Each year Family Services celebrates Sexual Assault Awareness Month by hosting our Annual Hope and Healing Art Show and Awards Ceremony. While we are unable to host this special event in April this year, we raise awareness from a distance and pay special tribute to this year’s “Champions of Victim’s Rights”: Allison Stuart, ADA with the Dutchess County District Attorney’s Office and valued partner in the community and Amy Cole, long time Family Services Director of Family Support Services and fierce advocate for child victims. We hope to hold the ceremony honoring these incredible partners soon!

During the COVID-19 crisis, the Center for Victim Safety and Support is unable to provide in-person support and services. The Sexual Assault Response Team has worked hard to ensure our clients will continue to access vital resources and support. Our 24-hour hotlines are available. Although advocates cannot be physically present, they are able to assist our clients through this difficult time and follow up in the days ahead. At hospitals, nurses connect the client with an advocate through the hotline. We are observing a decrease in clients showing up at the hospitals for sexual assaults. This might be due to people avoiding the hospital out of fear of exposure to COVID-19. It may also be due to the local colleges being closed, as statistics show the ages of 18-24 have the highest number of sexual assaults. We will continue to track how COVID-19 is affecting our clients.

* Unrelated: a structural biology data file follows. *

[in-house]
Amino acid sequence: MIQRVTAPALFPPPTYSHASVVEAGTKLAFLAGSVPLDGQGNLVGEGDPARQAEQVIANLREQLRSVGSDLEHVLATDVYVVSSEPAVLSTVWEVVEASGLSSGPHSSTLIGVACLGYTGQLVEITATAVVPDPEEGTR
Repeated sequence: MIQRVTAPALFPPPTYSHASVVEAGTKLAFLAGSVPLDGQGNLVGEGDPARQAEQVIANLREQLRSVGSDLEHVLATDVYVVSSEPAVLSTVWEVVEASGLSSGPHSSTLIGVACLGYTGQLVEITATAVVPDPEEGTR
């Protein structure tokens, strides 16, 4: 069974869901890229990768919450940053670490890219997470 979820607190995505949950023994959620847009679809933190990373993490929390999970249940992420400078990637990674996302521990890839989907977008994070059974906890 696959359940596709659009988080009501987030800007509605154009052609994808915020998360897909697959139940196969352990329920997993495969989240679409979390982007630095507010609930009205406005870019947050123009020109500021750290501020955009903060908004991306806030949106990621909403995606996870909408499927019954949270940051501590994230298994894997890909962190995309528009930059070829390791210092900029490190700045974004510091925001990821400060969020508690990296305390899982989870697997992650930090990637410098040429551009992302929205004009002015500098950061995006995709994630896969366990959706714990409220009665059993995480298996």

Family Education Program 

April is National Child Abuse Prevention Month. With the pandemic this year, there is a greater sense of urgency on raising awareness about child abuse. Now more than ever, stressors such as financial uncertainty, anxiety about the unknown, physical, social and mental health issues may contribute to triggers that result in child abuse. Social distancing and school closures may also add to the stress experienced by both adults and children.